The Link Between Dangerous Jobs and Opioids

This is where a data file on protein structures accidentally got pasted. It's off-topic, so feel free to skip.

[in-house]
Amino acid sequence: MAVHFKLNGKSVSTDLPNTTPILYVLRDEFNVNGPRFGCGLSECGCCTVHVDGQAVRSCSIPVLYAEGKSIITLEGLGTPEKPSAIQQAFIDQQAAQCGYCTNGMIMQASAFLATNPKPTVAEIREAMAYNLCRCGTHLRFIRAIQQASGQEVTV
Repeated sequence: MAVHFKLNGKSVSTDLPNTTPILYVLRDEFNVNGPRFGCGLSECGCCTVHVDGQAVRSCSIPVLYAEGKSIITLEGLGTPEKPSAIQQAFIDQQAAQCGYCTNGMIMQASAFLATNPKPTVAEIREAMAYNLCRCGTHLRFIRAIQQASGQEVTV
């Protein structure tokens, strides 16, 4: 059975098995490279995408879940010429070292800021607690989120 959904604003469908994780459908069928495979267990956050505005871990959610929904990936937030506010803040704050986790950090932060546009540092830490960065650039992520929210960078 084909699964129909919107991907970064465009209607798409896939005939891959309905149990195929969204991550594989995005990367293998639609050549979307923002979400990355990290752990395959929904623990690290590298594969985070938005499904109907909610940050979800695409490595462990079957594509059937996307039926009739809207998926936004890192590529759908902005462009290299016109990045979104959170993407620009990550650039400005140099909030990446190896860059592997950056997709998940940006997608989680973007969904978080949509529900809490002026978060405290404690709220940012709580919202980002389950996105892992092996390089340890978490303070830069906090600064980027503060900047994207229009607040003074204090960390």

A recent Massachusetts labor report revealed an alarming truth: Construction workers are six times more likely than other workers to die from overdose of an opioid prescribed after an on-the-job injury. This finding shows that companies in dangerous injuries such as construction need to do more to ensure worker safety, safety advocates warn. The report was released this month by the Massachusetts Department of Public Health, and it established a clear link between dangerous occupations – including roofing, carpentry, painting and pipe laying – and addiction to opioids. DPH reviewed more than 4,300 opioid-related deaths in the Bay State from 2011 to 2015, comparing the information by occupation and industry. They were trying to determine if work-related injuries had caused opioid use, addiction and deaths. They found from 4,285 worker death certificates that more than 1,000 were employed in the construction industry. The death rate related to opioids for those workers was six times more than the average death rate for all workers in MA, with 150.6 deaths for each 100k workers, compared to the average of 25.1. The rate was 5 times higher than the average for workers in the fishing industry. A representative from the New England Regional Council on Carpenters stated that there is a problem with opioids in the construction industry. Part of the problem is the physical toll that is taken on a worker’s body over the years. More construction workers are taking opioids to deal with the pain of their arduous work. This can cause people to overdose on the drugs and, in some cases, can lead to more workplace injuries. The report confirms the fact that hazardous jobs are not a risk only because of the chance of fatal injury, according to the Massachusetts Coalition for Occupational Safety and Health (MassCOSH). They also can lead to a dangerous opioid addiction that can ruin lives and can also lead to other workers’ being hurt on the job. MassCOSH argues that Massachusetts should have a workplace injury and illness record keeping regulation that mandates that employers keep at least five years’ worth of records of injuries of people on the job. A recent report by Forbes also notes that the U.S. construction industry has been hard hit by the opioid epidemic in the country. But stakeholders seem slow to act to prevent workers from becoming hooked on the drugs. Forbes reports that up to 15% of construction workers use illegal drugs, second only to the food service industry.